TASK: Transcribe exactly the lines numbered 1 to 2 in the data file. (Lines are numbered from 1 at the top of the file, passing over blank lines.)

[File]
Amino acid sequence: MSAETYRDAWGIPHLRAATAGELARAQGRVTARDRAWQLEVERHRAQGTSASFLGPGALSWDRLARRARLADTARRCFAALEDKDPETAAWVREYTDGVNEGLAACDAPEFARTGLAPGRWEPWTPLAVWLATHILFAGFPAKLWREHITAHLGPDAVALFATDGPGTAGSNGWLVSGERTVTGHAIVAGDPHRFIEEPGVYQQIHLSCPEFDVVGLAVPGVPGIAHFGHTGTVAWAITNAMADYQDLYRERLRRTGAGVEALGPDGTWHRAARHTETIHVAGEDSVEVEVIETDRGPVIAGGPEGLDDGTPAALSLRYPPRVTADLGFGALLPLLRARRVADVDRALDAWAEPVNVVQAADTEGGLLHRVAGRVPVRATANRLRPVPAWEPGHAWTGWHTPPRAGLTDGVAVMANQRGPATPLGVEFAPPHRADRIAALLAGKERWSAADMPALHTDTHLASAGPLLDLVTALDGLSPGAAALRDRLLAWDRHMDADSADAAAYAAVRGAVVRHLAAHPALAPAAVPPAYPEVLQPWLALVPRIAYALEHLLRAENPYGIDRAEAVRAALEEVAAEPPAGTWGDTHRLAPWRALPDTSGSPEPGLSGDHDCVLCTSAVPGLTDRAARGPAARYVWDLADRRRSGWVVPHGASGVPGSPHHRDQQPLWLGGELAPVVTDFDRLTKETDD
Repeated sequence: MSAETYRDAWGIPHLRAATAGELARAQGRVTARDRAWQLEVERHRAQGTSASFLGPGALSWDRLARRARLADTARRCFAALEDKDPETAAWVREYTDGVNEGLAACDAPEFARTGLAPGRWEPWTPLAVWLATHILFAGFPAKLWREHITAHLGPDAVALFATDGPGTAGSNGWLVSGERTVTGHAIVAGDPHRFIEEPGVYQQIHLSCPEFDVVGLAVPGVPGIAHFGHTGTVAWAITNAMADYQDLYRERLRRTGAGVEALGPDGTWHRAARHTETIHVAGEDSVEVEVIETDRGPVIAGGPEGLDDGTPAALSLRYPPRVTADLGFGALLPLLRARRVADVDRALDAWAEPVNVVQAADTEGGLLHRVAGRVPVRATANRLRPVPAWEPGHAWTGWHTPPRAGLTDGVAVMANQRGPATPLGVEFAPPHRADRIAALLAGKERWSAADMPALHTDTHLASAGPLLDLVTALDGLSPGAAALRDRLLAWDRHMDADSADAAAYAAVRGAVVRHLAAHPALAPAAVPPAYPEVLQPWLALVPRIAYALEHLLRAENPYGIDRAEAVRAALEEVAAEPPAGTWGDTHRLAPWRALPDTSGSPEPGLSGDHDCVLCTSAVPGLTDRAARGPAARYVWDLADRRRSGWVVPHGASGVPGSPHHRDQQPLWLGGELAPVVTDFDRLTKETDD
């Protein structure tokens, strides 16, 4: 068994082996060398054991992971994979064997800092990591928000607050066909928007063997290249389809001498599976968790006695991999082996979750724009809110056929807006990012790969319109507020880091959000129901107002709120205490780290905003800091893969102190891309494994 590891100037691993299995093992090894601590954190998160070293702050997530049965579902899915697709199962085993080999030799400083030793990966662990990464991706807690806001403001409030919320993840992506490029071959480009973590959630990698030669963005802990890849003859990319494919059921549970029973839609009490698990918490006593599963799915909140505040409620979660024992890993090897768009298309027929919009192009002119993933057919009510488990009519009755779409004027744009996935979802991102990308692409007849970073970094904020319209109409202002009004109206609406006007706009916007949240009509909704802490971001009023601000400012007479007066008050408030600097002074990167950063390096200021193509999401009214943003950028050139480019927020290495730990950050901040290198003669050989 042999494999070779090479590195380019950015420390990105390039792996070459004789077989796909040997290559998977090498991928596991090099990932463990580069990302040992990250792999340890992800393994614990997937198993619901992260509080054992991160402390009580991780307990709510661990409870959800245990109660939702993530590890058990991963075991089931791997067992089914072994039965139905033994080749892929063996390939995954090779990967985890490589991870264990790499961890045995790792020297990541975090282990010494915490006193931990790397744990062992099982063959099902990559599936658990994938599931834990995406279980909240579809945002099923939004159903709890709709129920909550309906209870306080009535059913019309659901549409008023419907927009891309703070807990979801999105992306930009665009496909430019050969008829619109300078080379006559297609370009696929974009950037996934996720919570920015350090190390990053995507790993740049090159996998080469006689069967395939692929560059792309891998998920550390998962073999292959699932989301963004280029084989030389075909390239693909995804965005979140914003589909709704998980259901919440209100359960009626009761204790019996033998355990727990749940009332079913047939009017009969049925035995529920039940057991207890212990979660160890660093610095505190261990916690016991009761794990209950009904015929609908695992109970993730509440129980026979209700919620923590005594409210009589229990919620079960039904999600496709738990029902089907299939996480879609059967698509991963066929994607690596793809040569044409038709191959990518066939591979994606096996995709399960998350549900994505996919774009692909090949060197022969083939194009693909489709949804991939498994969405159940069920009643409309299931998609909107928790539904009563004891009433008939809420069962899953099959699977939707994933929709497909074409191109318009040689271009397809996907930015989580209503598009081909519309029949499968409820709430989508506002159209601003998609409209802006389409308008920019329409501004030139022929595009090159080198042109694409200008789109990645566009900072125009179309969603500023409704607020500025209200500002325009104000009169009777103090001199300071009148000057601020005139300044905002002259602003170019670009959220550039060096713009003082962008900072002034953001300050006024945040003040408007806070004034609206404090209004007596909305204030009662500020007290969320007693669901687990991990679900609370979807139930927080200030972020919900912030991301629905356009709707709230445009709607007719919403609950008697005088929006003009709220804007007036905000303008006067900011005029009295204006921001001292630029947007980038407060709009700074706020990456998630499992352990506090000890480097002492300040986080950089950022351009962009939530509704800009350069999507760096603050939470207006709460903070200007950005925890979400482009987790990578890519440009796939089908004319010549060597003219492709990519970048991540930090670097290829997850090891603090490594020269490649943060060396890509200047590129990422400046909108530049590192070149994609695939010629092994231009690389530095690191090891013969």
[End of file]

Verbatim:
Amino acid sequence: MSAETYRDAWGIPHLRAATAGELARAQGRVTARDRAWQLEVERHRAQGTSASFLGPGALSWDRLARRARLADTARRCFAALEDKDPETAAWVREYTDGVNEGLAACDAPEFARTGLAPGRWEPWTPLAVWLATHILFAGFPAKLWREHITAHLGPDAVALFATDGPGTAGSNGWLVSGERTVTGHAIVAGDPHRFIEEPGVYQQIHLSCPEFDVVGLAVPGVPGIAHFGHTGTVAWAITNAMADYQDLYRERLRRTGAGVEALGPDGTWHRAARHTETIHVAGEDSVEVEVIETDRGPVIAGGPEGLDDGTPAALSLRYPPRVTADLGFGALLPLLRARRVADVDRALDAWAEPVNVVQAADTEGGLLHRVAGRVPVRATANRLRPVPAWEPGHAWTGWHTPPRAGLTDGVAVMANQRGPATPLGVEFAPPHRADRIAALLAGKERWSAADMPALHTDTHLASAGPLLDLVTALDGLSPGAAALRDRLLAWDRHMDADSADAAAYAAVRGAVVRHLAAHPALAPAAVPPAYPEVLQPWLALVPRIAYALEHLLRAENPYGIDRAEAVRAALEEVAAEPPAGTWGDTHRLAPWRALPDTSGSPEPGLSGDHDCVLCTSAVPGLTDRAARGPAARYVWDLADRRRSGWVVPHGASGVPGSPHHRDQQPLWLGGELAPVVTDFDRLTKETDD
Repeated sequence: MSAETYRDAWGIPHLRAATAGELARAQGRVTARDRAWQLEVERHRAQGTSASFLGPGALSWDRLARRARLADTARRCFAALEDKDPETAAWVREYTDGVNEGLAACDAPEFARTGLAPGRWEPWTPLAVWLATHILFAGFPAKLWREHITAHLGPDAVALFATDGPGTAGSNGWLVSGERTVTGHAIVAGDPHRFIEEPGVYQQIHLSCPEFDVVGLAVPGVPGIAHFGHTGTVAWAITNAMADYQDLYRERLRRTGAGVEALGPDGTWHRAARHTETIHVAGEDSVEVEVIETDRGPVIAGGPEGLDDGTPAALSLRYPPRVTADLGFGALLPLLRARRVADVDRALDAWAEPVNVVQAADTEGGLLHRVAGRVPVRATANRLRPVPAWEPGHAWTGWHTPPRAGLTDGVAVMANQRGPATPLGVEFAPPHRADRIAALLAGKERWSAADMPALHTDTHLASAGPLLDLVTALDGLSPGAAALRDRLLAWDRHMDADSADAAAYAAVRGAVVRHLAAHPALAPAAVPPAYPEVLQPWLALVPRIAYALEHLLRAENPYGIDRAEAVRAALEEVAAEPPAGTWGDTHRLAPWRALPDTSGSPEPGLSGDHDCVLCTSAVPGLTDRAARGPAARYVWDLADRRRSGWVVPHGASGVPGSPHHRDQQPLWLGGELAPVVTDFDRLTKETDD